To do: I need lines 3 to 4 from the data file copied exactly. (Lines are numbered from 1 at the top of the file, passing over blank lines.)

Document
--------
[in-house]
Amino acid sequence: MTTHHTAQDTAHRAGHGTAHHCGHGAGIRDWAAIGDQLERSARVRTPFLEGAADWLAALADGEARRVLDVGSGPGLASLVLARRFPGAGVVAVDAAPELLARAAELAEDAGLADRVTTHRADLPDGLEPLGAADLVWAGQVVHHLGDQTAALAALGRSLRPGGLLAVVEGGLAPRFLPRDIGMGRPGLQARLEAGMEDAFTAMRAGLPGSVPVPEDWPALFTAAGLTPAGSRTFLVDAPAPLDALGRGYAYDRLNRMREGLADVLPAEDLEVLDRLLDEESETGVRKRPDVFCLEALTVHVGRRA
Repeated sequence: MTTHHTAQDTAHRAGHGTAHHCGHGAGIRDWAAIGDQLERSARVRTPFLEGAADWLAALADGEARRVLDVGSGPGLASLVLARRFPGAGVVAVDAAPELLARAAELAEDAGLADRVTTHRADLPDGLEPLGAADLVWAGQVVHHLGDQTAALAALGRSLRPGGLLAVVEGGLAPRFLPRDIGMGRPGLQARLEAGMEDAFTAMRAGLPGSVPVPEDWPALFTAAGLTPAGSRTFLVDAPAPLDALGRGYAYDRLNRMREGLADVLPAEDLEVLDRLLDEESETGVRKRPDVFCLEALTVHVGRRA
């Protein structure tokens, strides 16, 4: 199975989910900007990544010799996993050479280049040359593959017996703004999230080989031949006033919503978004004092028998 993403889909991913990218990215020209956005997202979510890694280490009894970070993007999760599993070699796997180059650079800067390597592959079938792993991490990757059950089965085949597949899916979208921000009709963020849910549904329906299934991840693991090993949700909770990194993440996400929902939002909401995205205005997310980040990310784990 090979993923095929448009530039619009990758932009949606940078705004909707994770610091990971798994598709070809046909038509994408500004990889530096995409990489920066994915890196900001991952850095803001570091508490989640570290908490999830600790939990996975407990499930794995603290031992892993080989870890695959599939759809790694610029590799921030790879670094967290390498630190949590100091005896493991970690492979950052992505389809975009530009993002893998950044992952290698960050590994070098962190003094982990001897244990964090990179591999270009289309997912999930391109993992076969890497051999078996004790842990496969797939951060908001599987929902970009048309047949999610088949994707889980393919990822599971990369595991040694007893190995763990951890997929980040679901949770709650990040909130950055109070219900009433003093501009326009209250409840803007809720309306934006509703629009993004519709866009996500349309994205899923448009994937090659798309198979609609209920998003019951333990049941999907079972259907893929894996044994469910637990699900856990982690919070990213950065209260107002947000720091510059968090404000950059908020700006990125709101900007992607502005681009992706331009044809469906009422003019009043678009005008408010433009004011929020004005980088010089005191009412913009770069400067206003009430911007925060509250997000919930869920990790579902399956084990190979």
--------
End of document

Repeated sequence: MTTHHTAQDTAHRAGHGTAHHCGHGAGIRDWAAIGDQLERSARVRTPFLEGAADWLAALADGEARRVLDVGSGPGLASLVLARRFPGAGVVAVDAAPELLARAAELAEDAGLADRVTTHRADLPDGLEPLGAADLVWAGQVVHHLGDQTAALAALGRSLRPGGLLAVVEGGLAPRFLPRDIGMGRPGLQARLEAGMEDAFTAMRAGLPGSVPVPEDWPALFTAAGLTPAGSRTFLVDAPAPLDALGRGYAYDRLNRMREGLADVLPAEDLEVLDRLLDEESETGVRKRPDVFCLEALTVHVGRRA
């Protein structure tokens, strides 16, 4: 199975989910900007990544010799996993050479280049040359593959017996703004999230080989031949006033919503978004004092028998 993403889909991913990218990215020209956005997202979510890694280490009894970070993007999760599993070699796997180059650079800067390597592959079938792993991490990757059950089965085949597949899916979208921000009709963020849910549904329906299934991840693991090993949700909770990194993440996400929902939002909401995205205005997310980040990310784990 090979993923095929448009530039619009990758932009949606940078705004909707994770610091990971798994598709070809046909038509994408500004990889530096995409990489920066994915890196900001991952850095803001570091508490989640570290908490999830600790939990996975407990499930794995603290031992892993080989870890695959599939759809790694610029590799921030790879670094967290390498630190949590100091005896493991970690492979950052992505389809975009530009993002893998950044992952290698960050590994070098962190003094982990001897244990964090990179591999270009289309997912999930391109993992076969890497051999078996004790842990496969797939951060908001599987929902970009048309047949999610088949994707889980393919990822599971990369595991040694007893190995763990951890997929980040679901949770709650990040909130950055109070219900009433003093501009326009209250409840803007809720309306934006509703629009993004519709866009996500349309994205899923448009994937090659798309198979609609209920998003019951333990049941999907079972259907893929894996044994469910637990699900856990982690919070990213950065209260107002947000720091510059968090404000950059908020700006990125709101900007992607502005681009992706331009044809469906009422003019009043678009005008408010433009004011929020004005980088010089005191009412913009770069400067206003009430911007925060509250997000919930869920990790579902399956084990190979």